Thursday, July 24, 2014

Negro Religious Songs and Services - The Library of Congress Archive of Folk Culture

This 15 song CD consists of religious songs that John & Alan Lomax recorded throughout the Southern states of the US between 1934 and 1942. They are performed with minimal accompaniment - if any - and the booklet gives as much details as possible after this many years. Many of the tunes are quite short - some under and some just barely a minute - but all are sung with considerable emotion and power. Of course, at this time, gospel, blues, and folk overlapped but most of the songs here have a blues-y feel.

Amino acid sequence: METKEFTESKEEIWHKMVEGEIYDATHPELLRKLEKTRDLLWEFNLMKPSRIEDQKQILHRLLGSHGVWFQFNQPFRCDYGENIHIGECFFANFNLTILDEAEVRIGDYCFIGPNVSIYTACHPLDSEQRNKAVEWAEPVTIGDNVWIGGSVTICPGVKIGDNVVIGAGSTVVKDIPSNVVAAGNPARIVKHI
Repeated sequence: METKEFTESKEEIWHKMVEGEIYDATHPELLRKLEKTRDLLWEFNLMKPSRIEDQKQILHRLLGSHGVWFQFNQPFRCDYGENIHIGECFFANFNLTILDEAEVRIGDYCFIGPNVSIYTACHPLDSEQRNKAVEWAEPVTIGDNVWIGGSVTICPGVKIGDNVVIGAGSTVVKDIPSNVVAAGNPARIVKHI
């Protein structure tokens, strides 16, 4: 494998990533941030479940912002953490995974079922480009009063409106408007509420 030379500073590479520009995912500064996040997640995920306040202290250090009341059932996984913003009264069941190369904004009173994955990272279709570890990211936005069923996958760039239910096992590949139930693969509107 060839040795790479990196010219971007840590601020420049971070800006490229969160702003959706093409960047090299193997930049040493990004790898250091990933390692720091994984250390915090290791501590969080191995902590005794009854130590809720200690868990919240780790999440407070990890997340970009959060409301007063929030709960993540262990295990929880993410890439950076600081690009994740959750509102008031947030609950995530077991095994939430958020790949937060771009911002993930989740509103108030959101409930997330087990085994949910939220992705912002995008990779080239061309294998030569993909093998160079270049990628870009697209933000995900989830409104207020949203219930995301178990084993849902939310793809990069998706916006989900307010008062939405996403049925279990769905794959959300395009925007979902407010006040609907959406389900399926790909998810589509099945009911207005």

Highlights include the haunting "Ain't No Grave Can Hold My Body Down", sung acapella by Bozie Sturdivant, "Down on Me" (later updated by Janis Joplin and Big Brother on Cheap Thrills), sung by Dock Reed (also acapella), as well as his duet with Vera Hall on "Certainly, Lord", and the fantastic spoken/shouted/sung sermon "The Man of Calvary" by Sin-Killer Griffin! He and his congregation also do a call-and-answer choral singing in "Wasn't That a Mighty Storm", then there is a five-part harmony piece by various inmates from Cummins State Farm on "Holy Babe" and several numbers sung with harmonica by Turner Junior Johnson.

I love this raw and earthy music, whether religious or secular, and this is another fine collection.